‘Please don’t let lockdown be the death of the circus’
- Credit: Archant
A circus fears the big top could be consigned to the history books unless it can hit the road again soon.
Performers have delivered a letter to 10 Downing Street calling for circuses to be either included in the government’s £1.57bn support package announced for theatres and the arts on Sunday, or be allowed to resume touring again.
Circus Ginnett based at Tilney St Lawrence, near King’s Lynn, has been hit hard by lockdown.
Its director Patrick Austin, whose family associations with the sawdust ring stretch back more than 200 years, said: “Circuses all over the country are closed and struggling to survive. On my circus alone we have had to start selling vehicles to help support ourselves.
“The government has now announced a £1.57bn investment to protect Britain’s world-class cultural, arts and heritage institutions with not a single mention of circus.
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“This is the first time we are asking for some help and support. It is only very recently that we have been celebrating 250 years of circus around the world, in towns, villages and all over mainstream and social media. It will be so sad if we are forgotten now in these times of crisis and let slip through the cracks.”
Mr Austin said he had been unable to furlough staff as all are self employed, or even plan for the future as there has been no mention of circuses in any of the government guidelines.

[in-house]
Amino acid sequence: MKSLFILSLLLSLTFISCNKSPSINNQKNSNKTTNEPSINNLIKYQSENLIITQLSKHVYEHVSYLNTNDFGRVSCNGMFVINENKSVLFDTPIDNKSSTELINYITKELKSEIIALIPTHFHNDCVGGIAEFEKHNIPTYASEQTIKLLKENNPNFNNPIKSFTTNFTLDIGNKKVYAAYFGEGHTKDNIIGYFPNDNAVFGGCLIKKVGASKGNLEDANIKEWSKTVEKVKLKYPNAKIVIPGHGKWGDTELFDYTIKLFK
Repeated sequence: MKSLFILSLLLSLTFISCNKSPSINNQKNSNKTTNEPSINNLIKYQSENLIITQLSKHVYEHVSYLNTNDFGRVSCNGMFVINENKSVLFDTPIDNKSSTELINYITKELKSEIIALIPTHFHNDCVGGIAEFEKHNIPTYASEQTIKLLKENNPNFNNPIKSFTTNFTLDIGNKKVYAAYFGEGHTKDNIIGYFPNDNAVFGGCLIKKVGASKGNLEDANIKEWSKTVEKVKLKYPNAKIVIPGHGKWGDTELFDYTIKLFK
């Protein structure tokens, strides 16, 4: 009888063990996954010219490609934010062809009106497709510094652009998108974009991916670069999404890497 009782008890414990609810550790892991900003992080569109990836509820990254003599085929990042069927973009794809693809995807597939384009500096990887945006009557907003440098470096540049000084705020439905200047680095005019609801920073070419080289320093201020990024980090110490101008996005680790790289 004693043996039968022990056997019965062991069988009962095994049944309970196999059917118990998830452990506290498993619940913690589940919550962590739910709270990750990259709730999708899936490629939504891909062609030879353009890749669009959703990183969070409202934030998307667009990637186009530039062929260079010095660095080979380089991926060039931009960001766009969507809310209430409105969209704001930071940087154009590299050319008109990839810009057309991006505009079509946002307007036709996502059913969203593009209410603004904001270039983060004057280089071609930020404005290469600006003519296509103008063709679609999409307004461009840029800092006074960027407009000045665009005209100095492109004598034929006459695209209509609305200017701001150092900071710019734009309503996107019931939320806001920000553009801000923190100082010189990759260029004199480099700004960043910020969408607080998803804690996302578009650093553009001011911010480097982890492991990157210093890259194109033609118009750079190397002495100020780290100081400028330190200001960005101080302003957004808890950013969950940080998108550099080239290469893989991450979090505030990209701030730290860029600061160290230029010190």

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“It has been cited that theatres, concerts and plays still cannot open for the fear of wind instruments, singers and actors spraying the audience and helping to the spread of coronavirus during performances,” he said.
“As a circus we have no singers, all of our music is played through MP3 and our ringmasters voice can be pre-recorded. Yet we are still unable to open our shows, forcing us to stay home at our farms with no income.”
There are normally more than 35 circuses touring the UK, visiting hundreds of towns and villages around the country.
The industry generates between five and eight million visitors each year, yet unlike other performing arts forms such as ballet and opera, circuses have never received any backing, grants or support of any kind from the government.
“I can trace my family and Ginnetts Circus back more than 200 years and it now looks as though there could be a chance that neither of my sons Luke, 13 and Logan, three, will get the opportunity to experience the wonderful life that I have led,” said Mr Austin. “I have travelled all over the word with mine and other circuses. Please don’t let this be the death of the circus. We need to be heard and we need help.”
A spokesman for the Department for Culture, Media and Sport said: “We have announced a major £1.57 billion package to support the cultural and creative sectors as we take steps towards audiences returning to live performances. We have developed a five-stage roadmap which provides a clear pathway back for the sector. The next stage of the roadmap will be performances outdoors with social distancing and pilots for indoor events with social distancing. We are working closely with the sector and medical experts on our phased approach.”